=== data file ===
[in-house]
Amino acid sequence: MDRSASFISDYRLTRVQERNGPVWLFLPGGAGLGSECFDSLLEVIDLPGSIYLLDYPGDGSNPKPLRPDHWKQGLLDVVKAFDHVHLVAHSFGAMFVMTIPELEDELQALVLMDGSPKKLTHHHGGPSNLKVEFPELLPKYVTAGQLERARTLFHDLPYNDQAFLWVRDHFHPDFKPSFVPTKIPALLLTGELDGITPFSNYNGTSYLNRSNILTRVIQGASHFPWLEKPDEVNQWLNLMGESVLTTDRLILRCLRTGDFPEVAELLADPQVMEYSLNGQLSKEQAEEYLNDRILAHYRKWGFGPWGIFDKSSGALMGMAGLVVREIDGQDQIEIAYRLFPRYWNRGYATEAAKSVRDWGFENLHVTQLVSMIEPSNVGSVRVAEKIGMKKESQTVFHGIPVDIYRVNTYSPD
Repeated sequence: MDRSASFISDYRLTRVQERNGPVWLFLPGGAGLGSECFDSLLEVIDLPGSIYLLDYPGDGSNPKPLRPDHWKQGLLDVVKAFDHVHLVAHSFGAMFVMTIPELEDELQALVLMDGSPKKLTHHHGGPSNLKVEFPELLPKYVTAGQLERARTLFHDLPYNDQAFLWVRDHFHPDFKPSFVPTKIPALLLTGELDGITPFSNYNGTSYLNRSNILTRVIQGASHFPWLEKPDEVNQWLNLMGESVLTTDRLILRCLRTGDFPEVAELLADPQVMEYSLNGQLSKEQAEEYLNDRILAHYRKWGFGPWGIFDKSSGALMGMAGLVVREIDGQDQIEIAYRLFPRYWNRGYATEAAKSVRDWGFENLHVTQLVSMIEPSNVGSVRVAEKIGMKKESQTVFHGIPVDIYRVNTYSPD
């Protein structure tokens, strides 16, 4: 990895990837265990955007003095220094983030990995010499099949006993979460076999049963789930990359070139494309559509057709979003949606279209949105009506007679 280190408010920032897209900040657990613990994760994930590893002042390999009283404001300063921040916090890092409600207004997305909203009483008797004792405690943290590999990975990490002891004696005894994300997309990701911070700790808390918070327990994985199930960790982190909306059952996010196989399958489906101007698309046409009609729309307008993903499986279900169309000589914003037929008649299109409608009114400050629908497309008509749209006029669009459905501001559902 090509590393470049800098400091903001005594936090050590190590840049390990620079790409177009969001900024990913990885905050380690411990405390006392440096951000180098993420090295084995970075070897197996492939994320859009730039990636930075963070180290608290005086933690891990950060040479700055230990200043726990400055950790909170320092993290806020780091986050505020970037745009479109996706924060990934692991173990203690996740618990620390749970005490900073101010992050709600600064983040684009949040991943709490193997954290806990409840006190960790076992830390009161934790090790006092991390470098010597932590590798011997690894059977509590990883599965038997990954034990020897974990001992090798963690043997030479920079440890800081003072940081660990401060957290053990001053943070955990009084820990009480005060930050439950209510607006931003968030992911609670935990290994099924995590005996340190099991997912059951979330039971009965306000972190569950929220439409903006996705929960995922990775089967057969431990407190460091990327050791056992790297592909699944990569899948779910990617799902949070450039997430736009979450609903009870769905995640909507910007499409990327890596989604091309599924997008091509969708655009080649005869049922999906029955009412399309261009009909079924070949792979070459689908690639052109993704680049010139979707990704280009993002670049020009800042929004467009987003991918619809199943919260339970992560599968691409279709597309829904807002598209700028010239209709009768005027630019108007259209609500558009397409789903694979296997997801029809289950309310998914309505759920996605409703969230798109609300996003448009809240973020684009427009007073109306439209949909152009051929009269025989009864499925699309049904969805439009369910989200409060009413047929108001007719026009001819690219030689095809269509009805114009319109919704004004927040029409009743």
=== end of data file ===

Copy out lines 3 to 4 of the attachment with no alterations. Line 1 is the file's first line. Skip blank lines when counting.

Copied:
Repeated sequence: MDRSASFISDYRLTRVQERNGPVWLFLPGGAGLGSECFDSLLEVIDLPGSIYLLDYPGDGSNPKPLRPDHWKQGLLDVVKAFDHVHLVAHSFGAMFVMTIPELEDELQALVLMDGSPKKLTHHHGGPSNLKVEFPELLPKYVTAGQLERARTLFHDLPYNDQAFLWVRDHFHPDFKPSFVPTKIPALLLTGELDGITPFSNYNGTSYLNRSNILTRVIQGASHFPWLEKPDEVNQWLNLMGESVLTTDRLILRCLRTGDFPEVAELLADPQVMEYSLNGQLSKEQAEEYLNDRILAHYRKWGFGPWGIFDKSSGALMGMAGLVVREIDGQDQIEIAYRLFPRYWNRGYATEAAKSVRDWGFENLHVTQLVSMIEPSNVGSVRVAEKIGMKKESQTVFHGIPVDIYRVNTYSPD
């Protein structure tokens, strides 16, 4: 990895990837265990955007003095220094983030990995010499099949006993979460076999049963789930990359070139494309559509057709979003949606279209949105009506007679 280190408010920032897209900040657990613990994760994930590893002042390999009283404001300063921040916090890092409600207004997305909203009483008797004792405690943290590999990975990490002891004696005894994300997309990701911070700790808390918070327990994985199930960790982190909306059952996010196989399958489906101007698309046409009609729309307008993903499986279900169309000589914003037929008649299109409608009114400050629908497309008509749209006029669009459905501001559902 090509590393470049800098400091903001005594936090050590190590840049390990620079790409177009969001900024990913990885905050380690411990405390006392440096951000180098993420090295084995970075070897197996492939994320859009730039990636930075963070180290608290005086933690891990950060040479700055230990200043726990400055950790909170320092993290806020780091986050505020970037745009479109996706924060990934692991173990203690996740618990620390749970005490900073101010992050709600600064983040684009949040991943709490193997954290806990409840006190960790076992830390009161934790090790006092991390470098010597932590590798011997690894059977509590990883599965038997990954034990020897974990001992090798963690043997030479920079440890800081003072940081660990401060957290053990001053943070955990009084820990009480005060930050439950209510607006931003968030992911609670935990290994099924995590005996340190099991997912059951979330039971009965306000972190569950929220439409903006996705929960995922990775089967057969431990407190460091990327050791056992790297592909699944990569899948779910990617799902949070450039997430736009979450609903009870769905995640909507910007499409990327890596989604091309599924997008091509969708655009080649005869049922999906029955009412399309261009009909079924070949792979070459689908690639052109993704680049010139979707990704280009993002670049020009800042929004467009987003991918619809199943919260339970992560599968691409279709597309829904807002598209700028010239209709009768005027630019108007259209609500558009397409789903694979296997997801029809289950309310998914309505759920996605409703969230798109609300996003448009809240973020684009427009007073109306439209949909152009051929009269025989009864499925699309049904969805439009369910989200409060009413047929108001007719026009001819690219030689095809269509009805114009319109919704004004927040029409009743």